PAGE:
Great leaders are born out of suffering and opposition (see 1 Thessalonians 2:2). In our Western culture, we tend to think they come from affluence and support, but the Bible reveals a far different dynamic, one that teaches the strongest steel is made in the hottest fire. The Apostle Paul communicated four characteristics of a fully surrendered leader juxtaposed with four corresponding traits of a counterfeit one.
Fully surrendered leaders embrace gentleness rather than harshness: “But we were gentle among you, like a mother caring for her little children” (1 Thessalonians 2:7 NIV 1984). Paul continued: “We loved you so much that we were delighted to share with you not only the gospel of God but our lives as well, because you had become so dear to us” (1 Thessalonians 2:8). Gentleness leads by permission; harshness leads by the abuse of position: “Nor did we seek glory from men, either from you or from others, even though as apostles of Christ we might have asserted our authority” (1 Thessalonians 2:6 NASB). Authority, baros in Greek, meant “weight.” The NIV translates barosas burden, a picture of scales weighing one side much heavier than the other. Paul had once weighed his authority higher than the value God had placed on those he intimidated and oppressed.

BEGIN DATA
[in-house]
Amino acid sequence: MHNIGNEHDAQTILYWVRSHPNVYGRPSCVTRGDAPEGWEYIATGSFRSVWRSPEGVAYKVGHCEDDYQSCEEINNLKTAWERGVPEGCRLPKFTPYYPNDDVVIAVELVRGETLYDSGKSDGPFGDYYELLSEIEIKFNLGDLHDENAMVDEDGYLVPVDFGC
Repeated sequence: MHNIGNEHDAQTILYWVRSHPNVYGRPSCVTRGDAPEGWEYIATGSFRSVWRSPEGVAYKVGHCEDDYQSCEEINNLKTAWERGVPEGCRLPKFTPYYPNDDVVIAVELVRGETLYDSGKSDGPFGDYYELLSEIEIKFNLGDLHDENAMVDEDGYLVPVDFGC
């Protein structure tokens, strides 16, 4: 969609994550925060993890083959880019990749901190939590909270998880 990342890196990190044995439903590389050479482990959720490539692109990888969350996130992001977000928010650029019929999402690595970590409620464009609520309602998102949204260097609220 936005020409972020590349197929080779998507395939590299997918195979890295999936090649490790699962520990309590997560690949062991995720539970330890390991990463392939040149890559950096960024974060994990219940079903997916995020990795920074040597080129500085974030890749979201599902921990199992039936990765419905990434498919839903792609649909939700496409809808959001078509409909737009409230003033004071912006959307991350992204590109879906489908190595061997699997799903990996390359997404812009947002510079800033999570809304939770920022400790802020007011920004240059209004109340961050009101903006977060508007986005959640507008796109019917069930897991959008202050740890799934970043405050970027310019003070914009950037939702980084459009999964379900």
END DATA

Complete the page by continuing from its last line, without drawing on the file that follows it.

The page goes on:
Paul alluded to his transformation from abusing positional authority while persecuting Christ-followers (see Acts 9:1-2; Philippians 3:6) to a heart filled with gentleness, one that disciples would choose to follow. The sin Paul originally committed with a pure conscience (see Acts 23:1; 2 Timothy 1:3), he would later describe as blaspheme (see 1 Timothy 1:13) because he learned that God was indeed gentle (see Exodus 34:6-8; 1 Kings 19:12; Psalm 23:1; Isaiah 42:14; 66:13; Matthew 11:29; Galatians 5:22-23). Contrastingly, Satan lusts for positional authority he can abuse (see Acts 10:38).
Are your words gentle or harsh? When you parent your children, do you abuse your positional authority or do you lead with power under the Spirit’s control? When you communicate with your spouse, are you kind or rude? During an annual review at work, do you reveal the gentle heart of Christ or your own identity apart from Him. Titles, positions, accolades, and achievement can drive us to be harsh, especially with those closest to us when we desire expedient solutions to our perceived problems. This week, surrender your harshness to God. He will restore your soul with His, reconnect your relationships with those around you, and then use you to renew their relationships with Him.